Top-notch customer service and shockingly low intro pricing make switching to one of Astound’s brands (Wave, RCN, Grande, or enTouch) an easy choice. But opting for gear rental or sticking with Astound for longer than a year will cost you. Big.
HughesNet has the cheapest broadband satellite internet plans, with speeds up to 25 Mbps and data limits up to 100 GB. You'll pay a lot of money for not a lot of speed and not much data, but it's a workable way to connect for folks in rural areas. Where available, consider other connection types or satellite internet providers if you don’t want to be held back.
Astound offers supercheap DSL, cable, and fiber internet plans with at least three plan options and no data caps in most areas. Nearly all plans are priced under $50 for the first year, and if you’re paying that much, you’re likely getting at least 940 Mbps of speed. National benchmarks for similar plans are in the $130 range, so you’ll be getting a great deal. (1)
Unfortunately, after a year, prices skyrocket, with some of the lowest-tier plans reaching nearly 10x your introductory price—which is quite a bit higher than the national benchmark. As long as you don’t stick around longer than that (and Astound won’t force you into a multi-year contract), this internet service provider (ISP) will probably be your best value option. We recommend shopping around for internet service at least annually anyway, so this might not be a big deal for a lot of people.
With any HughesNet plan, you get the same 25 Mbps download speed, and you'll pay around double the national benchmark for similar non-satellite internet plans (1). This meets the minimum definition of broadband, but it’s still relatively slow, even for satellite internet. You’ll be able to check email and do basic web browsing, but it’s not ideal for more intensive use. HughesNet simply can’t compete in areas where cable or fiber connections are available.
HughesNet’s plans differ based on how much high-speed data you get and range from 15 GB to 100 GB. Like with Viasat, you won’t get any overage charges for going over your plan’s high-speed data limit with HughesNet, but your speeds will get throttled to a nearly unusable 1–3 Mbps. There are a couple of unique ways to get extra data with HughesNet. During the off-peak Bonus Zone hours of 2:00 am to 8:00 am, you get 50 GB of extra data. If you run out of high-speed data during a billing cycle, you can also get back up to speed by purchasing Data Tokens, which start at $9 for 3 GB and don’t expire.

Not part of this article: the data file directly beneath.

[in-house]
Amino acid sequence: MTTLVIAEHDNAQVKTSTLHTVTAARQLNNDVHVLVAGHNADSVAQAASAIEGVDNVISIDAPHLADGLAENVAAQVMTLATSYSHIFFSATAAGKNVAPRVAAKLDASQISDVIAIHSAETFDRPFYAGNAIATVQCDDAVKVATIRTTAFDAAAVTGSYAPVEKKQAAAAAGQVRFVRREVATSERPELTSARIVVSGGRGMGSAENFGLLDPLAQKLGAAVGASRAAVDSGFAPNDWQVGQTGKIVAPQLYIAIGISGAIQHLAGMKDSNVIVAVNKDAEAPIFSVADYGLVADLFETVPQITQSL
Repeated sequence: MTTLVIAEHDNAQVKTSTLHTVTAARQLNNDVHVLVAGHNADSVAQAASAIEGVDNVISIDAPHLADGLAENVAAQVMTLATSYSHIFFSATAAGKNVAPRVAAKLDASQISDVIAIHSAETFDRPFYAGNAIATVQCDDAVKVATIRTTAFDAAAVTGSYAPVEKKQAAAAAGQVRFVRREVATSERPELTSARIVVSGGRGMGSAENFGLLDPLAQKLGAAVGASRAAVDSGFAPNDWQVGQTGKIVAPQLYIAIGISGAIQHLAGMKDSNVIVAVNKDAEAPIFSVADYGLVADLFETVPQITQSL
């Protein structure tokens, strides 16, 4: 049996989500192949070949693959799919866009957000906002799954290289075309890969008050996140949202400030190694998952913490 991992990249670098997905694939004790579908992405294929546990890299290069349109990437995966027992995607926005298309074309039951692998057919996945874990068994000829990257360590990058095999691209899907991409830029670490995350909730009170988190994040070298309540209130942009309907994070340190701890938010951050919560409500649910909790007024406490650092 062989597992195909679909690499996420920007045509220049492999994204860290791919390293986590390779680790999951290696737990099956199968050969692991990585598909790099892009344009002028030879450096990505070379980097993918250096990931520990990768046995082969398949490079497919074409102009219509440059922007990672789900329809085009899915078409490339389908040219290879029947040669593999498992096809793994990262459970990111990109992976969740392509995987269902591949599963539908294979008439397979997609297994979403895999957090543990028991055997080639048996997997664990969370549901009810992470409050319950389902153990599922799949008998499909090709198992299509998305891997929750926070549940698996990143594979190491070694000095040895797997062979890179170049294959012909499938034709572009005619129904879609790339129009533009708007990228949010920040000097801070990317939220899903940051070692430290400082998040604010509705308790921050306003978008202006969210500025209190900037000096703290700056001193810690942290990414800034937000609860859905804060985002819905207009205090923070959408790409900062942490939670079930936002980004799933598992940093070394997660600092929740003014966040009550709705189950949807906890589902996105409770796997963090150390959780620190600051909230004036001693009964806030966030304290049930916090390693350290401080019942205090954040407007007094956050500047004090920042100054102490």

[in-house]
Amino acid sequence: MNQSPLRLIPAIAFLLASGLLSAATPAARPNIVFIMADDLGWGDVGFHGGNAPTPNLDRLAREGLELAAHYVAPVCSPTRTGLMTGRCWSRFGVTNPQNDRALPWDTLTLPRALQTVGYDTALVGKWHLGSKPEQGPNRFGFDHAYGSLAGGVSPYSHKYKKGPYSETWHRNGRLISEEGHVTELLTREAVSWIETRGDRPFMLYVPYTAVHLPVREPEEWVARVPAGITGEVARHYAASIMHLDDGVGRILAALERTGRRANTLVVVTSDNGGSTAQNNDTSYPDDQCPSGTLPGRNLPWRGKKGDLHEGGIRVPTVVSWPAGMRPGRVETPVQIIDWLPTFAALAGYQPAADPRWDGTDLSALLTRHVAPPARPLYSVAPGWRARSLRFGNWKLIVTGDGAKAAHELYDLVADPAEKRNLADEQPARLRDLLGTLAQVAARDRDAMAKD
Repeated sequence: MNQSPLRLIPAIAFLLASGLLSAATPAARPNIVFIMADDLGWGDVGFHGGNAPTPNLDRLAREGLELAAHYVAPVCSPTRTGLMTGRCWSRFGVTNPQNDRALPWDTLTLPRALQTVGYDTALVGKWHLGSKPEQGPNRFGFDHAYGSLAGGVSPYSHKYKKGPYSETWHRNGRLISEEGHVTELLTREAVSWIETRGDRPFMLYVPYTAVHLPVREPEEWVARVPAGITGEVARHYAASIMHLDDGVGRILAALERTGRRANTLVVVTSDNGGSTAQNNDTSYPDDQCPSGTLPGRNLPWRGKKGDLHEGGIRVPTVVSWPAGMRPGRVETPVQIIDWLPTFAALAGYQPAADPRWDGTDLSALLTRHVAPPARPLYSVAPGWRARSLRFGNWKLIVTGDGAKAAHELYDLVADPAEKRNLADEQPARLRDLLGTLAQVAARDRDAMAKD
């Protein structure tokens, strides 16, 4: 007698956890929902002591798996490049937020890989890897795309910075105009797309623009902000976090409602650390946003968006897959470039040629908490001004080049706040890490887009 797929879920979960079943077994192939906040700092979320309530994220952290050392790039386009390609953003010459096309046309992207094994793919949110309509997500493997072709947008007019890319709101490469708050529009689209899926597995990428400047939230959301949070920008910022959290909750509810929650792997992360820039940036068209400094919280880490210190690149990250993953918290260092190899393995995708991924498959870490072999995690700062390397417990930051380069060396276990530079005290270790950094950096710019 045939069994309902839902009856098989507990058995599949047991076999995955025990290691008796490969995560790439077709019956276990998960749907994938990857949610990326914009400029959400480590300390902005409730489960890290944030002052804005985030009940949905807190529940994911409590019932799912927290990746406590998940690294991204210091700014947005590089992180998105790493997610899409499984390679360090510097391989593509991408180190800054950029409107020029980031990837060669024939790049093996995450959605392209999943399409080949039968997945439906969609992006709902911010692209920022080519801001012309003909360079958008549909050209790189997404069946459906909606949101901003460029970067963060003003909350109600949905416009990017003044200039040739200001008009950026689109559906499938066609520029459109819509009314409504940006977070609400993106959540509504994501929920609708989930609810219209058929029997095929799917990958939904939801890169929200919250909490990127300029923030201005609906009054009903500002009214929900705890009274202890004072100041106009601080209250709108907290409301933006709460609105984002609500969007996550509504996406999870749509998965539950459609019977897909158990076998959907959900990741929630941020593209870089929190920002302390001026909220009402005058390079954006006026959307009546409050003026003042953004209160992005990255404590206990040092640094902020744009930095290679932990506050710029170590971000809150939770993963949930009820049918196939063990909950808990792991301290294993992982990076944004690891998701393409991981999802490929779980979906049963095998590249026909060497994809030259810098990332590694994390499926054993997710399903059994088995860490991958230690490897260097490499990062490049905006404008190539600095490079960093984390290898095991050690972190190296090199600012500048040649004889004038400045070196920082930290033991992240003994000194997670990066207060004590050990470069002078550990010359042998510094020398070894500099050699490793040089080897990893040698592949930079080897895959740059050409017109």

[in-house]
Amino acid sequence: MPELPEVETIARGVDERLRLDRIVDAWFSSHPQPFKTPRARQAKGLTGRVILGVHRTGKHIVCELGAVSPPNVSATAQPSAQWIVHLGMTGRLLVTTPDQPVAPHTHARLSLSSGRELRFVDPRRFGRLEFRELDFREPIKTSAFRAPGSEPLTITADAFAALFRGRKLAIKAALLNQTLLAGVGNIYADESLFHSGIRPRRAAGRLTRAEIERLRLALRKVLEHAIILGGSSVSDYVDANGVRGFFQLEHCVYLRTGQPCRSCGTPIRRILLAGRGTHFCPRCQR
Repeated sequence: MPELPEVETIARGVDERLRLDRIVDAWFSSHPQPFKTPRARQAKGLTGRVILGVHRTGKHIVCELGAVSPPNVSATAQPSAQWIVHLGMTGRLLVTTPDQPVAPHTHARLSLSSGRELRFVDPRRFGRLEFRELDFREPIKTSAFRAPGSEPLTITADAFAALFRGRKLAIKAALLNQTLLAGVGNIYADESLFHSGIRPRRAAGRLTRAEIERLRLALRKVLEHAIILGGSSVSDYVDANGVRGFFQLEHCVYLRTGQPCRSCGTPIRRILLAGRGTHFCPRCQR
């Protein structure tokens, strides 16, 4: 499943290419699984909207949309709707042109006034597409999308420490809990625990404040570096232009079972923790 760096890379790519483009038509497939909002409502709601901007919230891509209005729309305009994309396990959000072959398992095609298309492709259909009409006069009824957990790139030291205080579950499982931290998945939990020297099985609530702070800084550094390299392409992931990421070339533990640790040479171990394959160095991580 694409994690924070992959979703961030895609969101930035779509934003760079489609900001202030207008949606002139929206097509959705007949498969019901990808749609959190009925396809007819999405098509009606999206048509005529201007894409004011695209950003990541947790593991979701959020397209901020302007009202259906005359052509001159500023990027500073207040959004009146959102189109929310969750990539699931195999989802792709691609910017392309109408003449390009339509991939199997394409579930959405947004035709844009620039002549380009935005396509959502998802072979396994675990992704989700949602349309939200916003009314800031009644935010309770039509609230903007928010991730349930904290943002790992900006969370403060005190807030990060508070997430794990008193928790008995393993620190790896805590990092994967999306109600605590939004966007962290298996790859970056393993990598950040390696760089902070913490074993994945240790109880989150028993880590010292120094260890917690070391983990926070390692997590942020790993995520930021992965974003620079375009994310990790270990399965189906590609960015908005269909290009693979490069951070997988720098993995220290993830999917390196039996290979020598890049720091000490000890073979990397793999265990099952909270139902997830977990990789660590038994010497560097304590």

The best HughesNet plan is the Fusion 100 GB plan, which improves latency by tapping into wireless networks for some online activities.
You’ll want to steer clear of lower data cap plans, as you’re likely to blow through a 15 to 30 GB high-speed data allowance within days, especially if you do any streaming.
HughesNet plans start out at about $20 less than Viasat plans, but jump up after six months. They're still slightly more affordable when standard pricing kicks in, considering that Viasat has its own price hike after three months. But if you want a satellite internet plan with faster download speeds or more than 100 GB of data, compare your options with Viasat and Starlink.
Astound Broadband is very fast. That said, as with most ISPs, you may not experience the speeds advertised for your plan because speeds fluctuate based on numerous conditions.
With Astound, the speed on your plan is the “average” that customers see, so your speeds will vary depending on the gear you’re using, time of day, how many devices are using your Wi-Fi, and more. If you see persistent speed issues, Astound encourages you to call customer service to get help figuring out the issue.
With any satellite internet provider, performance will depend on individual factors, including your location and how well your dish is positioned. There are also factors beyond your control, such as bad weather and occasional outages. Cable or fiber connections tend to be faster and more dependable, while satellite connections have slower speeds and higher latency due to the long distance between your home and the satellite overhead.